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USPS Energy Retrofits Saved $400 Million since 2007
Many national businesses produce sizeable carbon footprints but very few actually do anything about it. However, thanks to new guidelines from the Department of Energy, the United States Postal Service has rolled out a plan to make itself one of the greenest delivery companies in the country by cutting its energy usage. The postal firm has said they are looking at green roofs and optimally-efficient energy management systems in their efforts to further reduce their power needs.
For postal depots, one of the largest consumers of energy is air conditioning. These massive centers are prominent ‘heat islands’ — their black and/or dark roofs cause an increase in ambient temperature and as a result, more air-conditioning is needed to provide a comfortable working environments. Not just that, but air quality is also hampered.
To help mitigate the environmental and economic costs of cooling, USPS aims to embrace green roof initiatives where they can, as specified by the Energy Department. For example, in Manhattan Midtown, the USPS has converted the top of the Morgan Mail Processing Facility into a green roof. This 2.5-acre wide green roof is the largest green roof in New York City. By installing a green roof, buildings can not only reflect sunlight and therefore reduce heat gain, but they can potentially save up to 40 percent on their energy bills each month. Other advantages include a reduction of polluted storm water run-off (75 percent in summer and 40 percent) in winter.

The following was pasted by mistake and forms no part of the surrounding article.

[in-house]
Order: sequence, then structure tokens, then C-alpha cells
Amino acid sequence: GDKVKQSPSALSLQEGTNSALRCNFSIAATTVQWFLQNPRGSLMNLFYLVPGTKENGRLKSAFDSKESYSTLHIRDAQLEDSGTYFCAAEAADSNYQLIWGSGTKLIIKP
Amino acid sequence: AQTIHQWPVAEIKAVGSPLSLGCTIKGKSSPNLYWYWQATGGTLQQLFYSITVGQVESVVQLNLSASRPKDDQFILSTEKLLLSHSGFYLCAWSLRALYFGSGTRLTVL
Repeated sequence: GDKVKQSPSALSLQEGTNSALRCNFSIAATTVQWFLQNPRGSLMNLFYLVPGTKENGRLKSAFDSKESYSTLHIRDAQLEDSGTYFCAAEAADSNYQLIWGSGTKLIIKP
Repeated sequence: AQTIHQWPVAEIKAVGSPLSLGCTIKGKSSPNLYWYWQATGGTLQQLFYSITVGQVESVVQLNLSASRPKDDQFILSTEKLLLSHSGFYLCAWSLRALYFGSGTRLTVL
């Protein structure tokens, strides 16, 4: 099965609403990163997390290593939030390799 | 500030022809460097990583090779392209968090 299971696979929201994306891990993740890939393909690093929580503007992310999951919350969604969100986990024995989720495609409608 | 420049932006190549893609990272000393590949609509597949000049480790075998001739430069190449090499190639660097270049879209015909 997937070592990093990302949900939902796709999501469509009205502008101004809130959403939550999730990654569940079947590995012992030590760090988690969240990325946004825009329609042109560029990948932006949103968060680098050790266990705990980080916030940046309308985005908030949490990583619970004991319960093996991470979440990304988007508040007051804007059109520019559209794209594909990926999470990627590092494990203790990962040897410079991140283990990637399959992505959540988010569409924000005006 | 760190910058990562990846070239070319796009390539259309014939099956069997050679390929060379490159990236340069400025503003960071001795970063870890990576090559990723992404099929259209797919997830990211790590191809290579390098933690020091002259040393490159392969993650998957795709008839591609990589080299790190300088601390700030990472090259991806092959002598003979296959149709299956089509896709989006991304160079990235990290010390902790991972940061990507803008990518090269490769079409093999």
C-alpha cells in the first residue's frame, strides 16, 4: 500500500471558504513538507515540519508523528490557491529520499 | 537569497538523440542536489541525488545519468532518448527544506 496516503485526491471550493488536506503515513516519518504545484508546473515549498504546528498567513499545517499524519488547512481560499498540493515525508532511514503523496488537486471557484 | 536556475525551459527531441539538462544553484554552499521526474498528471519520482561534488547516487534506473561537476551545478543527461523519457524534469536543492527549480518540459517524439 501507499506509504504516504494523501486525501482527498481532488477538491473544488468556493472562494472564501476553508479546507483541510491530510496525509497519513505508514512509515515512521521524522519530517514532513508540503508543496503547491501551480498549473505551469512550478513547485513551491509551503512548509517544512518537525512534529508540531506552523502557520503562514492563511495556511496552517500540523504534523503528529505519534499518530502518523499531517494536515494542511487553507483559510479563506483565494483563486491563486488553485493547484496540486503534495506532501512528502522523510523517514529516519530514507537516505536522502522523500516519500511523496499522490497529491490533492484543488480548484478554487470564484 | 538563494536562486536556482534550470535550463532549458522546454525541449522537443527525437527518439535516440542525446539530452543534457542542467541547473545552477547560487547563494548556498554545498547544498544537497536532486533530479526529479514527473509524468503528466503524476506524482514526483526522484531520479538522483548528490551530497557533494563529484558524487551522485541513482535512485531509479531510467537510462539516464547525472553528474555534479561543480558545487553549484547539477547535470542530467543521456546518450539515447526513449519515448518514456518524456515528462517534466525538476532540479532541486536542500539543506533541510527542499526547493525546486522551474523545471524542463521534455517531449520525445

The USPS has also been implementing systems such as the Enterprise Energy Management System to save some $400 million since 2007. More than $1 million of this was as a direct result of green roofing. With measures like green roofing and LEED certifications, the USPS has cut energy use by 21 percent since 2003 and reduced greenhouse gas emissions by 20 percent.
The USPS’s long-term plan is to economize energy consumption by 30 percent by 2015. Amazingly, it has already met 70 percent of this target, leaving only about one third of the goal left to go.
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